Tomorrow is the beginning of Lent. Lent is a church thing, of course, but the name means "spring", and as we move towards Easter we're also feeling more and more that spring is going to get here. We celebrated this evening with the traditional pancake supper: pancakes, sausages, and out-of-season berries. Such luxury! And there was even dessert for those that wanted it. Of course, now that it's snowy again actual signs of spring are more rare than they were at the beginning of last week when the kids were playing outside all day in bare feet. But this morning the first seedlings sprouted in our little nursery upstairs in the office, so whatever happens outside even our first week of Lent won't be without some new green life.

water power

Sometimes I wish I lived somewhere where it stayed cold enough all winter that the annual ice breakup in the spring was something people would pay attention to. But there are joys to be found in the crazy up-and-down temperatures of Massachusetts February too. Yesterday morning we took a walk in Lowell in the balmy springlike air, and it was delightfully strange to be wishing I had shorts on while looking down at the ice on the Pawtucket Canal. There was no ice on the Merrimack River, though: any pieces that haven't melted yet have to be all the way down to the Atlantic Ocean by now. There is some flow on that river!

the boys looking down at water roaring over a dam on the Merrimack River

spring tide

It was actually pretty scary standing on that catwalk watching the water roaring under our feet. We don't do a lot of things that would result in near-certain death in case of a slip, but this felt like one of them. I asked the kids how many gallons of water they thought were passing over the dam every second, but it wasn't really a fair question: how could we hope to make any sort of estimate?! (after some research this morning this site suggests it was in the neighborhood of 150,000 gallons per second).

In the afternoon the water at Freeman pond was powerful and dangerous in a different way. There was four to six feet of open water between the shore and the ice, sparkling in the sunshine and rippled with little waves that were well-nigh irresistible to lots of us there. But cold! Because it was ice water. So nobody did more than wading, unless you count the toddler who fell in completely. Harvey challenged all comers to see if anyone could stand in the water longer than him; nobody could, though two people battled him to a bitter (numb) draw. And Zion, Elijah, and a friend made their way on to the ice and ran around on it in their bare feet until I yelled at them to get off. Good times!

the boys wading in icy Freeman Pond

wade in the water

Now today it's back to winter and there's a winter storm warning in effect for tomorrow. Seven to twelve inches of snow forecast. That's fine: we get another day of sledding, and then it all turns into even more water. Spring is coming!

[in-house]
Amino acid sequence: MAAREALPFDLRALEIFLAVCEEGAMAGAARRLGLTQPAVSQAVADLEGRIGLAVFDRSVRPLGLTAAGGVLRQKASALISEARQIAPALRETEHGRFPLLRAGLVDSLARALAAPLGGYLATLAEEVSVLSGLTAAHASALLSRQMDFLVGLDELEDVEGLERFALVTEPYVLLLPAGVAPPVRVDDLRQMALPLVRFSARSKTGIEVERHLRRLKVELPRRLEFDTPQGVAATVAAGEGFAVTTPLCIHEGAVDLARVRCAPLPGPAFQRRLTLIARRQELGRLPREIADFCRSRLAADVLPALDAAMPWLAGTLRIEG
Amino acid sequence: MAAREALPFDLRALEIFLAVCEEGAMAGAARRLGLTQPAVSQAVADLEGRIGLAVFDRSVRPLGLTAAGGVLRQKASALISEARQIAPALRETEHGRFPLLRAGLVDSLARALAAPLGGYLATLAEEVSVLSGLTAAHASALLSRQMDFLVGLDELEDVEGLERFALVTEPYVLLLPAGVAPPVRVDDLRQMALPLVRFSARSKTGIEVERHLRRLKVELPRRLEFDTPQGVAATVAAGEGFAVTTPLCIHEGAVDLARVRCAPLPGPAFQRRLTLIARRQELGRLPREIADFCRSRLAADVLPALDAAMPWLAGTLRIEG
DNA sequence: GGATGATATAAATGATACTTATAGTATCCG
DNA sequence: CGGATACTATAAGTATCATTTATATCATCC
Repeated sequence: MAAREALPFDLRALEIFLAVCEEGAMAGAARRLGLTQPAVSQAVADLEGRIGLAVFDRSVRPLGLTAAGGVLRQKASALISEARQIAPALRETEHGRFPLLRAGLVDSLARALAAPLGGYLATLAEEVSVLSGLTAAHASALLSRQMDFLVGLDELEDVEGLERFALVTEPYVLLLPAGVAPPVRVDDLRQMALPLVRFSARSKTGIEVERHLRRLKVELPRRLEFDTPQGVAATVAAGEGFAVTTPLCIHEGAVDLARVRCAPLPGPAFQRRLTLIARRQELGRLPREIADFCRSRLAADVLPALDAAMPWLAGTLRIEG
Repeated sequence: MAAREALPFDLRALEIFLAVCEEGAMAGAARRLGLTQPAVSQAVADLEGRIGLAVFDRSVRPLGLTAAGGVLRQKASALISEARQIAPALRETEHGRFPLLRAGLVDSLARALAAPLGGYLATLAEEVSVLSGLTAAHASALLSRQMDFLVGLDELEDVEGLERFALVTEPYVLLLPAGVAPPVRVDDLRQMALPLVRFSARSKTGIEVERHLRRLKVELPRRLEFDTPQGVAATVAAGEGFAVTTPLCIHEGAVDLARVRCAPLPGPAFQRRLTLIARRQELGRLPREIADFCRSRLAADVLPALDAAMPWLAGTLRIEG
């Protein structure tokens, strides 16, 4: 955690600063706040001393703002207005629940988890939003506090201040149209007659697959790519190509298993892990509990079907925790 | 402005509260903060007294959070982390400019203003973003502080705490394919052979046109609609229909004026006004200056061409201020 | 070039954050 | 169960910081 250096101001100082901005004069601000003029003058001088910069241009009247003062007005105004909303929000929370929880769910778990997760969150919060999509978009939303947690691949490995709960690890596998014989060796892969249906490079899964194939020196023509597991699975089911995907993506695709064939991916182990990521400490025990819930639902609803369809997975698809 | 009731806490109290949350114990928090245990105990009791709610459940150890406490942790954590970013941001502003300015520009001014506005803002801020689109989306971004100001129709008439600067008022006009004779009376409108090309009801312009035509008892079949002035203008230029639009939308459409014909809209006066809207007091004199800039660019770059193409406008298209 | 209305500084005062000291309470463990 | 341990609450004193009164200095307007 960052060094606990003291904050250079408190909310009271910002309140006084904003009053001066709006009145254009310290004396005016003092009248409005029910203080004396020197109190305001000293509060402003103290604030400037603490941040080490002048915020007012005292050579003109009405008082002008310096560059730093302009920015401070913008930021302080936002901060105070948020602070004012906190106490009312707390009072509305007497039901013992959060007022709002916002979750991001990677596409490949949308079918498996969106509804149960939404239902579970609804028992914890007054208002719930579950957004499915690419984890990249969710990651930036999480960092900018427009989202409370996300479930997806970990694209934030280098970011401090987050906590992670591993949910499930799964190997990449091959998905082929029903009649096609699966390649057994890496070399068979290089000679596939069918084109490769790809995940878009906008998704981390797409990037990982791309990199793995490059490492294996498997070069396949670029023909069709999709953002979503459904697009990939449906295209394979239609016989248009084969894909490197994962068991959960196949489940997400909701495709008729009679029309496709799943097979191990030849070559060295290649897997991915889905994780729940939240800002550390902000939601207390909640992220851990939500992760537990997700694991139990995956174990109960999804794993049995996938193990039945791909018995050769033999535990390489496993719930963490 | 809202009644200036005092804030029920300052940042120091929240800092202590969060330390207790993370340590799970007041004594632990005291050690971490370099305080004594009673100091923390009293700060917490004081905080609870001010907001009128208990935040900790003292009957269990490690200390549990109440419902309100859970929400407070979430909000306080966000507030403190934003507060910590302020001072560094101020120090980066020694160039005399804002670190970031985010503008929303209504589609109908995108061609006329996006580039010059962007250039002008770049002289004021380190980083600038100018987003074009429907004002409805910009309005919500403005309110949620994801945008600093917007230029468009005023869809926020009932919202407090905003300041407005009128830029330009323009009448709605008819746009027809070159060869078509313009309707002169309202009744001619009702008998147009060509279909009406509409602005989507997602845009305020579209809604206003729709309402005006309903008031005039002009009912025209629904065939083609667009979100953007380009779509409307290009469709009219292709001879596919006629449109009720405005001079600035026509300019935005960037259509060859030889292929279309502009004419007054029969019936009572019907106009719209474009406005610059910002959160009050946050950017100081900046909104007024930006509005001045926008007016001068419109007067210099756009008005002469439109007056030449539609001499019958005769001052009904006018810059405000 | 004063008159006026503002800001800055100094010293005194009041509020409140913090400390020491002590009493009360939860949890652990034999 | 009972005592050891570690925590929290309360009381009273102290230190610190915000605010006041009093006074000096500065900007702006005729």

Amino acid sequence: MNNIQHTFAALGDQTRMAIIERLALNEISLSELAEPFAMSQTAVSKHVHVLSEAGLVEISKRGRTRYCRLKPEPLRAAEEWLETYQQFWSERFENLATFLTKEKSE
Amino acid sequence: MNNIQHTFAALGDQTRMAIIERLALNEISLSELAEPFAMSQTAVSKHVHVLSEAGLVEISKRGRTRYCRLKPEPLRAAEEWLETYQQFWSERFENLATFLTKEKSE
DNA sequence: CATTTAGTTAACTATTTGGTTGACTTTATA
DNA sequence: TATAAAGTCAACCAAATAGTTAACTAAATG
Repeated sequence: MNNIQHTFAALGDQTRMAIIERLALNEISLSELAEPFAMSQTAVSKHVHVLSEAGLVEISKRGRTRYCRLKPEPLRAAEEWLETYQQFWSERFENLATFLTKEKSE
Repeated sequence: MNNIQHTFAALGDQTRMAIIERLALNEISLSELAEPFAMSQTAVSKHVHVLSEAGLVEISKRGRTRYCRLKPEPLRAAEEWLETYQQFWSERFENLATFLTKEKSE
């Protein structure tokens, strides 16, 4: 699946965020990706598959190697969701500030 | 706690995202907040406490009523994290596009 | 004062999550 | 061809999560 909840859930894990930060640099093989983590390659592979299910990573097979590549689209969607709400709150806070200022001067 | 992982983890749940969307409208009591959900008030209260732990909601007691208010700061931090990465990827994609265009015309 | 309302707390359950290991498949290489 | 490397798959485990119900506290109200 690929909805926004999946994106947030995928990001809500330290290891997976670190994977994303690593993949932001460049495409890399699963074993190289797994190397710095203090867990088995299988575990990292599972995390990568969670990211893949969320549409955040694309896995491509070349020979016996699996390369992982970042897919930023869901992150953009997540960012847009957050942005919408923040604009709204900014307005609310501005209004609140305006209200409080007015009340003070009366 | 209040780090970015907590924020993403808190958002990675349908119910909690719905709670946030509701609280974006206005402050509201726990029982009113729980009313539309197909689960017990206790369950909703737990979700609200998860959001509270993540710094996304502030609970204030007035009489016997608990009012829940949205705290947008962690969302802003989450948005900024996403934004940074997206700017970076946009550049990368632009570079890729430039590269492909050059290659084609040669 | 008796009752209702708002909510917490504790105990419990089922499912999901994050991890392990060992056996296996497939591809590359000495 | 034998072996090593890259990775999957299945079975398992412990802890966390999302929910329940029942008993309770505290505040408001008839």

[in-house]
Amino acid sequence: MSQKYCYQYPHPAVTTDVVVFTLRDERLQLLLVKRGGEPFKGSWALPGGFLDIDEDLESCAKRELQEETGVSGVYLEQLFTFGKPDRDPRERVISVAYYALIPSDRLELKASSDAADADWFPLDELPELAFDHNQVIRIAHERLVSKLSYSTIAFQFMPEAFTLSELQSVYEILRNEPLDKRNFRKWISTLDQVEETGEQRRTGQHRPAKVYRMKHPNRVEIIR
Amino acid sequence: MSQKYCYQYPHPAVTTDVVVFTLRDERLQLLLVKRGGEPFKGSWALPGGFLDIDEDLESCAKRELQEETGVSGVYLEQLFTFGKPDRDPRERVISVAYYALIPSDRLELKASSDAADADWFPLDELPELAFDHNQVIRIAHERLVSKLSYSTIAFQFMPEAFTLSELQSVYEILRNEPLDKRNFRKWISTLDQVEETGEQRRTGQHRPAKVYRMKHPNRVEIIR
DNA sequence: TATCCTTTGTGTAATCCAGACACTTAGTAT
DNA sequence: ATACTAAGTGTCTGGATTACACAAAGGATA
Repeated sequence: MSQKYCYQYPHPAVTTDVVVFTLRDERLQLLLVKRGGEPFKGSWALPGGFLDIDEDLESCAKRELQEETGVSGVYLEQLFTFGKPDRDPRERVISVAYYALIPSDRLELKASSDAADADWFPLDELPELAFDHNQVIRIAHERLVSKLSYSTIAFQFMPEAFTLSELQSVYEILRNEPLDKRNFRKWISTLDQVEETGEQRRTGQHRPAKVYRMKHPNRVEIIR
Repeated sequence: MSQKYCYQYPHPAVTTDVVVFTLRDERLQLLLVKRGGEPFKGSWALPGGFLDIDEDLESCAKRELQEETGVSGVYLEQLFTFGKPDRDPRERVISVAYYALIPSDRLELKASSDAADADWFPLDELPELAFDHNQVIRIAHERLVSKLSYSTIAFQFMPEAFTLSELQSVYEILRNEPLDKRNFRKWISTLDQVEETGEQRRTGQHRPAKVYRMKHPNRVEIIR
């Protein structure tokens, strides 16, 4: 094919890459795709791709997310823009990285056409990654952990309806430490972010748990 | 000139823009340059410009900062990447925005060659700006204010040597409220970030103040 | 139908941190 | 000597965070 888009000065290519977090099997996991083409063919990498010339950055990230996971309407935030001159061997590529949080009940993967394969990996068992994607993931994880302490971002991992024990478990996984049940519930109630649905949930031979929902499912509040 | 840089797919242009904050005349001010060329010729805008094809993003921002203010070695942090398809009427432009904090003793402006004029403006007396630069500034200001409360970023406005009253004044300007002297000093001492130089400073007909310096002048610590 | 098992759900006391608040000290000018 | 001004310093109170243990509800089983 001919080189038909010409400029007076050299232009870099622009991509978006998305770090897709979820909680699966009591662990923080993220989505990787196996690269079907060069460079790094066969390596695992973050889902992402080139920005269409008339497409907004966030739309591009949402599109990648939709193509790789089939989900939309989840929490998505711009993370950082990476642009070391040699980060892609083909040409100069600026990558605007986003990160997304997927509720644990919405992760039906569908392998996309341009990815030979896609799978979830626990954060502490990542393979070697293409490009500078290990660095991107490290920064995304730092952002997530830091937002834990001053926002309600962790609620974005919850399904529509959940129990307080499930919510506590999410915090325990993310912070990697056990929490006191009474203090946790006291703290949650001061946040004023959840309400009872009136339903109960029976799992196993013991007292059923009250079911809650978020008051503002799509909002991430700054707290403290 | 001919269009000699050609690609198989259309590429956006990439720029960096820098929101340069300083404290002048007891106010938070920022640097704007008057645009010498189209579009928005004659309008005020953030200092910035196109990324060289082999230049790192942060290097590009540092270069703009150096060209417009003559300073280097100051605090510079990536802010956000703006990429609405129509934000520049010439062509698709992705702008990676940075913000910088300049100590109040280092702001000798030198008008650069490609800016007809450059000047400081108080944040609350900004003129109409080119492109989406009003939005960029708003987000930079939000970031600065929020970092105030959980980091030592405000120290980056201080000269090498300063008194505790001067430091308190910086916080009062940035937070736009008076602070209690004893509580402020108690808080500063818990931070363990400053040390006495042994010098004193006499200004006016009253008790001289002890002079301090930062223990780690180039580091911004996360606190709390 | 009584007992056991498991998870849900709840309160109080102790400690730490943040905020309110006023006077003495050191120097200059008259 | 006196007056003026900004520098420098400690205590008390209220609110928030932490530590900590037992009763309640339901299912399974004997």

more outside that I can count

When we started our 1,000 Hours Outside challenge in January I kind of assumed that we'd have a tough start, but things would all get easier as the weather warmed up. Well, yesterday was pretty warm—positively spring-like—and we certainly spent plenty of time out of doors. The kids had on shorts, we ate lunch on the deck, there were bike races and basketball and tennis games (tennis with dodge balls is the best!). But how many hours did we log? I have no idea! See, when it's wintery cold we pretty much only went outside in discrete chunks, either for an adventure or to very deliberately play in the yard. The rest of the time we were inside recovering. Now I remember that, when it's warm enough to have the doors open—as they were for a couple hours in the middle of the day yesterday—we're constantly in and out. How should I keep track of that? I'm going to give us three hours for the day, but that's only the bare minimum: it could well have been four. I just can't say for sure. Oh well, those three keep our February average to an even two hours per day so far, so I think we're doing fine!

weather whiplash

It's been a strange winter, and never stranger than the last few days: from bitter cold to rain to sudden spring. That on top of the icy snow that let us sled and skate on the same field at the same time in not one but two different places! So as you can see I don't mean to complain—we've had tons of fun. And the fun continued today, despite the fact that just as we needed to spend an afternoon outside the mild spring weather of the past two days turned suddenly cold and extremely windy. I wasn't dressed for it! Even in the cold, though, the kids were happy to turn to some activities they haven't done in a while, like wading in the brook and playing baseball. I know that winter still has lots in store for us—and I don't even want it to end yet!—but the sound of running water and the mud under my feet wakened my spring senses enough that I finally put in my seed order. Let's have some more snow and some more delightful thaws and some more wild wind threatening to blow the house down (that's what we've got right now), and then lets have those seeds ready for spring! It's all my favorite.

kids playing baseball on some grass with snow in the foreground

as soon as there's grass

warm afternoons, chilly mornings

In the old days, apparently, people opened their windows at night even when the weather was cold, and then shut them when they got up ("old days" in this case meaning the middle of the 20th century). We learn this from Eloise, and also from The Saturdays. In this era of energy efficiency it doesn't seem like quite the thing, but aside from that the practice does have an appeal. We did it last night, and it was delightful!

It was beautifully warm yesterday during the day, and as soon as it gets at all summery our upstairs starts to feel a little stuffy. So we opened the windows in the afternoon, and when we were ready for bed it still didn't feel cold, so they stayed open. It didn't feel at all cold overnight, either, but that's because we have good covers, because when I got up I couldn't help but notice that it was barely above 50°F downstairs (for the record, it was a bit warmer upstairs). So I shut the windows and turned on the heat. I expect that the windows will be open again before too long. I guess we're just old fashioned that way!